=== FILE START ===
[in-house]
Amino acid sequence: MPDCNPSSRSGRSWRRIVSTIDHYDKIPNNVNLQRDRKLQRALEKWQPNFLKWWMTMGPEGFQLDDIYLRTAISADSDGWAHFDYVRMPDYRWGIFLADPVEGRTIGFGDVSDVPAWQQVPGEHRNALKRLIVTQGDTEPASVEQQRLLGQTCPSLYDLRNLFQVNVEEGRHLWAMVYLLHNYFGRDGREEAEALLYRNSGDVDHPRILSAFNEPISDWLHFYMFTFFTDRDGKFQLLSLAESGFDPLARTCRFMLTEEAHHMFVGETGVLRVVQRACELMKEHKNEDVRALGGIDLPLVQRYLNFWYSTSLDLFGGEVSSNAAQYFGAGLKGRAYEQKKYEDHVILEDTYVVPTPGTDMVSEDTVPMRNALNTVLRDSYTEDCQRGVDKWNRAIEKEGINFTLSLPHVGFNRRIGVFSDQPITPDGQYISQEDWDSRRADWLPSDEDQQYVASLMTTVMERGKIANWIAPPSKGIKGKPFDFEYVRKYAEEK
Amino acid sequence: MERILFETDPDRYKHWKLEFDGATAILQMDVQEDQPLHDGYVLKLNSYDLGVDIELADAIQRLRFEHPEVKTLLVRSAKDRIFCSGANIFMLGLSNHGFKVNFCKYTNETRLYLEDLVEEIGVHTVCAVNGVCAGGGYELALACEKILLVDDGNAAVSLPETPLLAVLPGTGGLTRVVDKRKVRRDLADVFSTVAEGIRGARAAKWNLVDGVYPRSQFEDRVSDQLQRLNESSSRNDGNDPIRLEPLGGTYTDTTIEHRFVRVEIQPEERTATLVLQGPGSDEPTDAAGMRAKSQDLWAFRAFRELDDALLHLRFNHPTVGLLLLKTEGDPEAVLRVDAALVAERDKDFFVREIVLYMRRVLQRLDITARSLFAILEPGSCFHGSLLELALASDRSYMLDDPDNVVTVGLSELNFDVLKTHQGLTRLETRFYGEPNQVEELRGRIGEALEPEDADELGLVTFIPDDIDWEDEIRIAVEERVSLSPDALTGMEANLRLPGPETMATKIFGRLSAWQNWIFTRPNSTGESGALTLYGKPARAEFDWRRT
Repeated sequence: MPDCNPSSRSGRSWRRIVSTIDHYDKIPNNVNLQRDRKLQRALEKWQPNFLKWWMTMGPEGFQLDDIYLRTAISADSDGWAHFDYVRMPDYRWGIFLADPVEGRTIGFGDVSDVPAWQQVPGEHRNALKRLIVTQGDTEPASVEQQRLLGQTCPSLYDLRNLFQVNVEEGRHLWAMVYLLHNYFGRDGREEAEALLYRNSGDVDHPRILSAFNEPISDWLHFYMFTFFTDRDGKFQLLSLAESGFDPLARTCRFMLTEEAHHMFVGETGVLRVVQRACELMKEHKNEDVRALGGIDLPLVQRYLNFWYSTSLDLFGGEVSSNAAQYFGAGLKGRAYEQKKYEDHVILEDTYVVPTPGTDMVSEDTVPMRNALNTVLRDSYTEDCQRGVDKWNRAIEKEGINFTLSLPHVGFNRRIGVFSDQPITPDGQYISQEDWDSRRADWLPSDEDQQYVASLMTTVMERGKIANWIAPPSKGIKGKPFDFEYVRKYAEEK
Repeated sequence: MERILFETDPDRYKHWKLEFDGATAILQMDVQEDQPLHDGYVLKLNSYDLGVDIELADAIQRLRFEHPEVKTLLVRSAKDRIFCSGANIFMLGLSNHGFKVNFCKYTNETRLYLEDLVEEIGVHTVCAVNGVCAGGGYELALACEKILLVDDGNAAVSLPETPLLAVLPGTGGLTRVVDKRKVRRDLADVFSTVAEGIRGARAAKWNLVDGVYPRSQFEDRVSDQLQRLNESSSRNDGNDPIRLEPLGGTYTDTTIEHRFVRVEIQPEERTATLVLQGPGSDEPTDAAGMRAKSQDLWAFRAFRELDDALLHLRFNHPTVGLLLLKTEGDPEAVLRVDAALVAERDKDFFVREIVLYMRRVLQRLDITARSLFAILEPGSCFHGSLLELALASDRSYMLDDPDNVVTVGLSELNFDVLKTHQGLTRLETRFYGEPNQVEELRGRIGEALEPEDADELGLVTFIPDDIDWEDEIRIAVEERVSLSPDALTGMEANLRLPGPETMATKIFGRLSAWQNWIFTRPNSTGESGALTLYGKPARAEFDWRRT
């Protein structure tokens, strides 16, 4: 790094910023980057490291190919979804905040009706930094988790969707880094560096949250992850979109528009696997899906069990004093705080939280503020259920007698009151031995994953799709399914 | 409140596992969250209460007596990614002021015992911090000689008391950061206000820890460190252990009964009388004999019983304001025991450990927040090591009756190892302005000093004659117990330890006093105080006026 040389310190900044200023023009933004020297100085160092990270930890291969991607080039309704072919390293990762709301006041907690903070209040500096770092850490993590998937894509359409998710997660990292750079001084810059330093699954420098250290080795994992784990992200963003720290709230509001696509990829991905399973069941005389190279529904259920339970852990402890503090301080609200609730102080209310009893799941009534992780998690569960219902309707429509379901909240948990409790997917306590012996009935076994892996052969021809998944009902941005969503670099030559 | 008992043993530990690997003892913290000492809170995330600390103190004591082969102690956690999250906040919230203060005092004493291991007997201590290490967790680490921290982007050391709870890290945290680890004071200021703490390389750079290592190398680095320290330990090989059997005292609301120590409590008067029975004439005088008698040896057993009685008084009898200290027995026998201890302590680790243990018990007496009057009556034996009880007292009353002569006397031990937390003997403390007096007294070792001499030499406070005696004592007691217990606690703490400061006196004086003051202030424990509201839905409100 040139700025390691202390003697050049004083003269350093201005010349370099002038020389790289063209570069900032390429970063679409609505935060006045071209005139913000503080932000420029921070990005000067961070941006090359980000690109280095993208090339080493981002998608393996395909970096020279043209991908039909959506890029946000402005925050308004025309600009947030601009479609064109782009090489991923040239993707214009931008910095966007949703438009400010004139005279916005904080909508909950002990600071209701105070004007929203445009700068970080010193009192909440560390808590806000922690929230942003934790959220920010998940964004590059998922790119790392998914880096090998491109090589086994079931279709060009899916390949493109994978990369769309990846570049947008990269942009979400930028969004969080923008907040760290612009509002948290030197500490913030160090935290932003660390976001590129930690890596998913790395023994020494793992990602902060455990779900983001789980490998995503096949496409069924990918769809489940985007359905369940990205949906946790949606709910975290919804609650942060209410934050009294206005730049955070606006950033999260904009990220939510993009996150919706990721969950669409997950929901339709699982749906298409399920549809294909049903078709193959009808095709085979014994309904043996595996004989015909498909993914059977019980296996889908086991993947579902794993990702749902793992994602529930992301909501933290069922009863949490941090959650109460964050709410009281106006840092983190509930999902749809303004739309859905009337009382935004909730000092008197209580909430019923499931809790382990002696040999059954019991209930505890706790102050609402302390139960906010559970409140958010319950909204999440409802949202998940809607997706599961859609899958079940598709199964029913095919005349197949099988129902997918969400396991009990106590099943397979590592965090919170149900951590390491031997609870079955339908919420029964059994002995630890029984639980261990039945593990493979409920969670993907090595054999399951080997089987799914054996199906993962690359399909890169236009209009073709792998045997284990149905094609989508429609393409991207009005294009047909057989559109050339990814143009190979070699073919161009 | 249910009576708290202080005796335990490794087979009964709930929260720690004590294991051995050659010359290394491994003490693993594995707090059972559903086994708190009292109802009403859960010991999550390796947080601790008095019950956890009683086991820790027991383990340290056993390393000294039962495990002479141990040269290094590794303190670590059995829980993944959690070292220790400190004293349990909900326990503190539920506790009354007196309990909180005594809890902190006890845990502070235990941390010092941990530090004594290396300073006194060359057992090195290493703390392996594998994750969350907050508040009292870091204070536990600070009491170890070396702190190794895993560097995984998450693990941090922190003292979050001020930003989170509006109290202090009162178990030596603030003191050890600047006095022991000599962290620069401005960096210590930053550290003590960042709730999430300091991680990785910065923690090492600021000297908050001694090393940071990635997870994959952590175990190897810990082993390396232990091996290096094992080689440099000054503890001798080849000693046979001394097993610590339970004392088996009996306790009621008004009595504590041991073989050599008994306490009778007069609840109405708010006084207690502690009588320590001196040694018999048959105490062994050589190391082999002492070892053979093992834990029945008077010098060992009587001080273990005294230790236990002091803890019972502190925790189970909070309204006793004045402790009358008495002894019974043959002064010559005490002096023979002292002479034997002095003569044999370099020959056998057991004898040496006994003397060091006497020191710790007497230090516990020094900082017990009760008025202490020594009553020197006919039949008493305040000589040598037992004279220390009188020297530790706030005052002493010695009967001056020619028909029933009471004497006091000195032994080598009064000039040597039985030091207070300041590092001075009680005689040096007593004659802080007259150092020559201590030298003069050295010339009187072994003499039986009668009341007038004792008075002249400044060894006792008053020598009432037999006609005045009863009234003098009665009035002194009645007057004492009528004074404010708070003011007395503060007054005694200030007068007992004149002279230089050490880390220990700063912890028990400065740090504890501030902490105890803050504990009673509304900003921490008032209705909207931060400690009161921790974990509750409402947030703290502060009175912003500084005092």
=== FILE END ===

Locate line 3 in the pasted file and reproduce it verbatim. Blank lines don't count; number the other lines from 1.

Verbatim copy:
Amino acid sequence: MERILFETDPDRYKHWKLEFDGATAILQMDVQEDQPLHDGYVLKLNSYDLGVDIELADAIQRLRFEHPEVKTLLVRSAKDRIFCSGANIFMLGLSNHGFKVNFCKYTNETRLYLEDLVEEIGVHTVCAVNGVCAGGGYELALACEKILLVDDGNAAVSLPETPLLAVLPGTGGLTRVVDKRKVRRDLADVFSTVAEGIRGARAAKWNLVDGVYPRSQFEDRVSDQLQRLNESSSRNDGNDPIRLEPLGGTYTDTTIEHRFVRVEIQPEERTATLVLQGPGSDEPTDAAGMRAKSQDLWAFRAFRELDDALLHLRFNHPTVGLLLLKTEGDPEAVLRVDAALVAERDKDFFVREIVLYMRRVLQRLDITARSLFAILEPGSCFHGSLLELALASDRSYMLDDPDNVVTVGLSELNFDVLKTHQGLTRLETRFYGEPNQVEELRGRIGEALEPEDADELGLVTFIPDDIDWEDEIRIAVEERVSLSPDALTGMEANLRLPGPETMATKIFGRLSAWQNWIFTRPNSTGESGALTLYGKPARAEFDWRRT